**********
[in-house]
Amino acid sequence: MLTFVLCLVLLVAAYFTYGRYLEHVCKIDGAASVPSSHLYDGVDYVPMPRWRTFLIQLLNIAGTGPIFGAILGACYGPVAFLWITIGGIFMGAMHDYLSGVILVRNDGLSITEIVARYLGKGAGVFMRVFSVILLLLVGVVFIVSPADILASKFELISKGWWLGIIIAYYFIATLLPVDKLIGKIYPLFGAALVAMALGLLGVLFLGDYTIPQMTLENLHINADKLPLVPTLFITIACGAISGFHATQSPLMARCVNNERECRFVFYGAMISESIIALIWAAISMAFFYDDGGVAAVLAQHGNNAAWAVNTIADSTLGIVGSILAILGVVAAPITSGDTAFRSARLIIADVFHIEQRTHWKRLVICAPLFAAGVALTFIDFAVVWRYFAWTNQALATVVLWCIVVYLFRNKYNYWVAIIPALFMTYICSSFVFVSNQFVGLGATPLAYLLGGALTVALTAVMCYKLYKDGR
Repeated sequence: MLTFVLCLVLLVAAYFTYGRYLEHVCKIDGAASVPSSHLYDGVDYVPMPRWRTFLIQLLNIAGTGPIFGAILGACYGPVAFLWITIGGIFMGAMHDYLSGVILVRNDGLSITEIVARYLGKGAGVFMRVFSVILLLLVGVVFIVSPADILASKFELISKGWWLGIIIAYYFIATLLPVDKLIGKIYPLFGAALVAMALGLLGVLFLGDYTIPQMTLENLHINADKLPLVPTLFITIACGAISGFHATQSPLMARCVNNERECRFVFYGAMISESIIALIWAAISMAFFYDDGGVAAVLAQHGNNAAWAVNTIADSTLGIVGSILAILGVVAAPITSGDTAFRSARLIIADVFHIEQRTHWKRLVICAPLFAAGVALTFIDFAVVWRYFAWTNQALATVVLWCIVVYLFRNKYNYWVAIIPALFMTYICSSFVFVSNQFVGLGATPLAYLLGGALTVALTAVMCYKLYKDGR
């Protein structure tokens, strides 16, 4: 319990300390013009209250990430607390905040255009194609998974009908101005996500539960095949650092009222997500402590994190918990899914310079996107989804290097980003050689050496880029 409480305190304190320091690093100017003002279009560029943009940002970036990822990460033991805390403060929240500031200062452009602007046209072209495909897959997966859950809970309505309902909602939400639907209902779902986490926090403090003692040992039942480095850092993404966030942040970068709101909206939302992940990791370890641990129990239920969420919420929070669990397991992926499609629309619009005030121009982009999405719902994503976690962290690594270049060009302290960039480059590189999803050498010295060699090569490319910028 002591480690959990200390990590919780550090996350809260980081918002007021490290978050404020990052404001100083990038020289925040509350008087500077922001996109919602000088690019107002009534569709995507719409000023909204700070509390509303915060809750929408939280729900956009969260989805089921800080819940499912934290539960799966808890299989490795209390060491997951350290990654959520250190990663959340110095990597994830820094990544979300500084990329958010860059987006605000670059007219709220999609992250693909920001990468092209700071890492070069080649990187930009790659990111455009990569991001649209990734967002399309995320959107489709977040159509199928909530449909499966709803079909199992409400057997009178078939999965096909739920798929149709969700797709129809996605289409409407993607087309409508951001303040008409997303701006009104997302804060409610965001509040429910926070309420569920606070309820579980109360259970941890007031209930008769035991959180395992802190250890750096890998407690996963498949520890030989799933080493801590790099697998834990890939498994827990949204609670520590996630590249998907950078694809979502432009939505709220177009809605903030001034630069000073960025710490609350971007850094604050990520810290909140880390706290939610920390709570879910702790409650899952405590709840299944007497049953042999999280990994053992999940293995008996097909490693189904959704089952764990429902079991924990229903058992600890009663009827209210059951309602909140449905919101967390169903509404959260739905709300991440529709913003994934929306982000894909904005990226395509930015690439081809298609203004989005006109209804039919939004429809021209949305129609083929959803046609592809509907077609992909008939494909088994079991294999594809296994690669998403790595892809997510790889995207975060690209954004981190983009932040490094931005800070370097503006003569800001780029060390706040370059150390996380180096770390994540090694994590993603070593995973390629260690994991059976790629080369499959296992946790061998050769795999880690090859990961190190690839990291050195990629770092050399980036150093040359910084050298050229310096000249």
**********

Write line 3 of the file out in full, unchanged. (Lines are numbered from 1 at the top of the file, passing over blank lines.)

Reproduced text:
Repeated sequence: MLTFVLCLVLLVAAYFTYGRYLEHVCKIDGAASVPSSHLYDGVDYVPMPRWRTFLIQLLNIAGTGPIFGAILGACYGPVAFLWITIGGIFMGAMHDYLSGVILVRNDGLSITEIVARYLGKGAGVFMRVFSVILLLLVGVVFIVSPADILASKFELISKGWWLGIIIAYYFIATLLPVDKLIGKIYPLFGAALVAMALGLLGVLFLGDYTIPQMTLENLHINADKLPLVPTLFITIACGAISGFHATQSPLMARCVNNERECRFVFYGAMISESIIALIWAAISMAFFYDDGGVAAVLAQHGNNAAWAVNTIADSTLGIVGSILAILGVVAAPITSGDTAFRSARLIIADVFHIEQRTHWKRLVICAPLFAAGVALTFIDFAVVWRYFAWTNQALATVVLWCIVVYLFRNKYNYWVAIIPALFMTYICSSFVFVSNQFVGLGATPLAYLLGGALTVALTAVMCYKLYKDGR